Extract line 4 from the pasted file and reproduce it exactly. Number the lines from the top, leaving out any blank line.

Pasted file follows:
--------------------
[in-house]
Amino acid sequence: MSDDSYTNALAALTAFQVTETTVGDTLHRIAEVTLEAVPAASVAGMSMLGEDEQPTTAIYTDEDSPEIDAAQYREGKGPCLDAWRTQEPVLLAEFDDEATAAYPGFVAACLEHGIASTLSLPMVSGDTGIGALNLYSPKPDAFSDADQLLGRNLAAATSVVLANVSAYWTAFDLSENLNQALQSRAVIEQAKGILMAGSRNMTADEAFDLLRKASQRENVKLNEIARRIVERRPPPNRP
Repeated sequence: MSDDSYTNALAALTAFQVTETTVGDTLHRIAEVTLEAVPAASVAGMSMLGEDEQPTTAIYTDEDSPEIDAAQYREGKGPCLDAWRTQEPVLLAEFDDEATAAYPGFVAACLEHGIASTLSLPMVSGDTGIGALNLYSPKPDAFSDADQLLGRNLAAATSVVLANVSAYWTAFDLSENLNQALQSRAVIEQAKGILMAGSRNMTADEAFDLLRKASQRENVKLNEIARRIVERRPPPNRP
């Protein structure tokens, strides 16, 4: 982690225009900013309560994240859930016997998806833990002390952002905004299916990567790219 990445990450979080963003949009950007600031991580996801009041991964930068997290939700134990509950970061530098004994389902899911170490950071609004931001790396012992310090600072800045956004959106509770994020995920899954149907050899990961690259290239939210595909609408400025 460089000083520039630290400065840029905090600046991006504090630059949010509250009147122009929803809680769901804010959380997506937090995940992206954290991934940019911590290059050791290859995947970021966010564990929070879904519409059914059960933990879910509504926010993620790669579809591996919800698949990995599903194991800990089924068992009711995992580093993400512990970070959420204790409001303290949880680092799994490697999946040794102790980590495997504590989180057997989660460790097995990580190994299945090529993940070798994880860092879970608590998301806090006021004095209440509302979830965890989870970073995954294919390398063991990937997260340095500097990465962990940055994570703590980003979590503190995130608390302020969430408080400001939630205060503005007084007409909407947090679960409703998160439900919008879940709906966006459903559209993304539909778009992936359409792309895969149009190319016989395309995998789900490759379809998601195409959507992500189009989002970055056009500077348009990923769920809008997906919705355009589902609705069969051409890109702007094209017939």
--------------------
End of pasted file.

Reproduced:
């Protein structure tokens, strides 16, 4: 982690225009900013309560994240859930016997998806833990002390952002905004299916990567790219 990445990450979080963003949009950007600031991580996801009041991964930068997290939700134990509950970061530098004994389902899911170490950071609004931001790396012992310090600072800045956004959106509770994020995920899954149907050899990961690259290239939210595909609408400025 460089000083520039630290400065840029905090600046991006504090630059949010509250009147122009929803809680769901804010959380997506937090995940992206954290991934940019911590290059050791290859995947970021966010564990929070879904519409059914059960933990879910509504926010993620790669579809591996919800698949990995599903194991800990089924068992009711995992580093993400512990970070959420204790409001303290949880680092799994490697999946040794102790980590495997504590989180057997989660460790097995990580190994299945090529993940070798994880860092879970608590998301806090006021004095209440509302979830965890989870970073995954294919390398063991990937997260340095500097990465962990940055994570703590980003979590503190995130608390302020969430408080400001939630205060503005007084007409909407947090679960409703998160439900919008879940709906966006459903559209993304539909778009992936359409792309895969149009190319016989395309995998789900490759379809998601195409959507992500189009989002970055056009500077348009990923769920809008997906919705355009589902609705069969051409890109702007094209017939």